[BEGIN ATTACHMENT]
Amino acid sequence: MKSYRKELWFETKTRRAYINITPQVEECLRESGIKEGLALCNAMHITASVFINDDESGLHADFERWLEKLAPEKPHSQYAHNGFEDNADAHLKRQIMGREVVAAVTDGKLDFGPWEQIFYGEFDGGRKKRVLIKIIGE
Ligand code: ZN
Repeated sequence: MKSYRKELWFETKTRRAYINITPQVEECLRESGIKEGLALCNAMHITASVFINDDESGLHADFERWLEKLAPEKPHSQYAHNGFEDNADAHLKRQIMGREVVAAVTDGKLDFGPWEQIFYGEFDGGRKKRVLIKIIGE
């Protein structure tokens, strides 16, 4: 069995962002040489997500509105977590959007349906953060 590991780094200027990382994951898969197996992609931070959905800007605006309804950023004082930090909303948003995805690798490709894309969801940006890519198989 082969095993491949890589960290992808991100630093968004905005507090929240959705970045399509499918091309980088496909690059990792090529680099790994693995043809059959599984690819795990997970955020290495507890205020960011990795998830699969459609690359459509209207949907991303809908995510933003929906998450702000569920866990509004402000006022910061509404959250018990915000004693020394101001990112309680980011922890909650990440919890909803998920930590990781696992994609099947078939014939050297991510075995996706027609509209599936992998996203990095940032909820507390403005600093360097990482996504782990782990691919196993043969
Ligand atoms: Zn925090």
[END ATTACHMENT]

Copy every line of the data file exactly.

Amino acid sequence: MKSYRKELWFETKTRRAYINITPQVEECLRESGIKEGLALCNAMHITASVFINDDESGLHADFERWLEKLAPEKPHSQYAHNGFEDNADAHLKRQIMGREVVAAVTDGKLDFGPWEQIFYGEFDGGRKKRVLIKIIGE
Ligand code: ZN
Repeated sequence: MKSYRKELWFETKTRRAYINITPQVEECLRESGIKEGLALCNAMHITASVFINDDESGLHADFERWLEKLAPEKPHSQYAHNGFEDNADAHLKRQIMGREVVAAVTDGKLDFGPWEQIFYGEFDGGRKKRVLIKIIGE
């Protein structure tokens, strides 16, 4: 069995962002040489997500509105977590959007349906953060 590991780094200027990382994951898969197996992609931070959905800007605006309804950023004082930090909303948003995805690798490709894309969801940006890519198989 082969095993491949890589960290992808991100630093968004905005507090929240959705970045399509499918091309980088496909690059990792090529680099790994693995043809059959599984690819795990997970955020290495507890205020960011990795998830699969459609690359459509209207949907991303809908995510933003929906998450702000569920866990509004402000006022910061509404959250018990915000004693020394101001990112309680980011922890909650990440919890909803998920930590990781696992994609099947078939014939050297991510075995996706027609509209599936992998996203990095940032909820507390403005600093360097990482996504782990782990691919196993043969
Ligand atoms: Zn925090």